"I've helped thousands of people": Controversial Sheffield MP Jared O'Mara speaks for the first time in months on first anniversary of election
Jared O'Mara says he has no regrets about standing as the MP for Sheffield Hallam.
“I’ve helped 3,000 people between me and my staff,” he says, referring to the number of cases he and his office workers have managed to resolve for constituents since he won the seat a year ago, defeating Nick Clegg in one of the 2017 General Election’s biggest upsets. “I’d do it all again and go through the emotional rollercoaster if it means helping those people.”
Perhaps defiantly, what he describes as ‘the elephant in the room’ - his suspension in October by the Labour Party that followed the discovery of misogynistic and offensive comments he posted online in his twenties, and the allegation that he called a constituent an ‘ugly bitch’ weeks before polling day - hasn’t caused him to rue the day he ran for Parliament.
He remains under investigation by the party’s national executive committee, and there’s no timescale as to when a verdict might be reached. “Patience is a virtue in this circumstance, I suppose,” says Jared, who won’t talk about the inquiry for fear of prejudicing the outcome.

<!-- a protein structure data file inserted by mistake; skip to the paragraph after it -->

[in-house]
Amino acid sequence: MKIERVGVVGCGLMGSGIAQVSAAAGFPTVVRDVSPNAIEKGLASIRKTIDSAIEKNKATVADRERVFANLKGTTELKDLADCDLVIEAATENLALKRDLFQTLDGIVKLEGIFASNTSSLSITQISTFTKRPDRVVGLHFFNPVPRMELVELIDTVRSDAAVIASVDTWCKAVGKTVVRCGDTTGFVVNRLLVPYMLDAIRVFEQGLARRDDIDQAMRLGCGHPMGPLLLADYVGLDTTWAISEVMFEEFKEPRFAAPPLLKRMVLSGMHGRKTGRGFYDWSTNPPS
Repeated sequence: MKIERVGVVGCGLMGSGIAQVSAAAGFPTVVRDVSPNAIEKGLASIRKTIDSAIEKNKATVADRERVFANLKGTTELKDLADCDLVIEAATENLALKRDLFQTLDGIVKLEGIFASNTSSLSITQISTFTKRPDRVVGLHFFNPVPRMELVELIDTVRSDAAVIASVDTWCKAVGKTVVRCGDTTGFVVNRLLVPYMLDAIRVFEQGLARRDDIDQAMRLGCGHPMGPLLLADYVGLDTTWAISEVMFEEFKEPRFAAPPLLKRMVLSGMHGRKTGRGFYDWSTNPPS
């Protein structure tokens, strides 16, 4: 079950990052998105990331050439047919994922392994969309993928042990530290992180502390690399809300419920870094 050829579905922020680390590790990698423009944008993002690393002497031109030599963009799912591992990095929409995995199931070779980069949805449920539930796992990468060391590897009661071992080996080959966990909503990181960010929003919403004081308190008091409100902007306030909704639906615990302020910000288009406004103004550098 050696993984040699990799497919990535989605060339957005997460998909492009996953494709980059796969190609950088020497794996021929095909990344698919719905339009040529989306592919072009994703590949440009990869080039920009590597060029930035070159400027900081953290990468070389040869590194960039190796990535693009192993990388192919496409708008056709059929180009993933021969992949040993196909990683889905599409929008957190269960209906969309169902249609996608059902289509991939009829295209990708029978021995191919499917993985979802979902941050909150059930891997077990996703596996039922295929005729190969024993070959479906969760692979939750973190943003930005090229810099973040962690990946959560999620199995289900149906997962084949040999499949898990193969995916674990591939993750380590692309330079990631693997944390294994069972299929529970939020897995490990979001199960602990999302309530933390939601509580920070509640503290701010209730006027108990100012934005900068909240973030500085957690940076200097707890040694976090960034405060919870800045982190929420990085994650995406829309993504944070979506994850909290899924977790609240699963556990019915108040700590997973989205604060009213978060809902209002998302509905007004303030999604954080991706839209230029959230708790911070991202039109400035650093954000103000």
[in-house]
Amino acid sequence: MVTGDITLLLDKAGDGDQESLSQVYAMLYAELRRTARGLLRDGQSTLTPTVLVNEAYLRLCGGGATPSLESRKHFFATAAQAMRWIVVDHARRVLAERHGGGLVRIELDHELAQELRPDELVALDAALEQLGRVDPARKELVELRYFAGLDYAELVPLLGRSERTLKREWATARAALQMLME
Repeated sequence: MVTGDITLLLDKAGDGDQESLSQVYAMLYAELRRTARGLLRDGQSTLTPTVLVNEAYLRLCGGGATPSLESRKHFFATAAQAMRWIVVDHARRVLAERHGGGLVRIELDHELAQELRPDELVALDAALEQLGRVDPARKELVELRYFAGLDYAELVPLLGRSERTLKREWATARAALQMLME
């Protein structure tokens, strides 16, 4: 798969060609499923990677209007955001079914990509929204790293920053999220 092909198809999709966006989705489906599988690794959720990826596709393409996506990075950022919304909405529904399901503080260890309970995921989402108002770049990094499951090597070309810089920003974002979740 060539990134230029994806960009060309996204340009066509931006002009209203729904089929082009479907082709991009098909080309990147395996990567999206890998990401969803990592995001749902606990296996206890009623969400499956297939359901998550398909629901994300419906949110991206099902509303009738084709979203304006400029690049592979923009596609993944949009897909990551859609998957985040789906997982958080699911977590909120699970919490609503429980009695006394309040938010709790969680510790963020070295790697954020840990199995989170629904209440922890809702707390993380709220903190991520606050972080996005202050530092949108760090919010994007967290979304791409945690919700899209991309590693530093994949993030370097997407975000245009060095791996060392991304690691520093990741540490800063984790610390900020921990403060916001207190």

A lot of soul-searching has been called for. The day before Labour withdrew the whip, he admitted being ‘deeply ashamed’ of the man he was, telling an online magazine that he got swept up in laddish attitudes that warped his mind, turning him into a ‘bitter and spiteful person’.
“The culture I grew up in was very different,” he claimed.
Nevertheless, despite keeping a very low profile - this is his first interview since he was suspended - the MP, technically an independent for the time being, is determined to give a serious account of himself to prove he has been working for his Â£77,000 salary over the past 12 months. After all, two figures from Clegg’s former party the Liberal Democrats - leader Sir Vince Cable and their local prospective candidate Laura Gordon - have accused Jared of being ‘ineffective’, arguing Hallam is effectively unrepresented.
“Nothing could be further from the truth,” he states when the comment is put to him. “Anyone can go on our website and have a look at all the things we’ve been doing. There’s tons and tons of stuff.”
The situation, Jared thinks, is ‘only going to get better’. “I’m only going to be able to make more of an impact. That’s what I wanted to do this job for in the first place from being a kid.”
It was said that, when the scandal deepened last autumn, he cancelled his MP surgeries, but he denies this. “No, no, no. That was never the case.”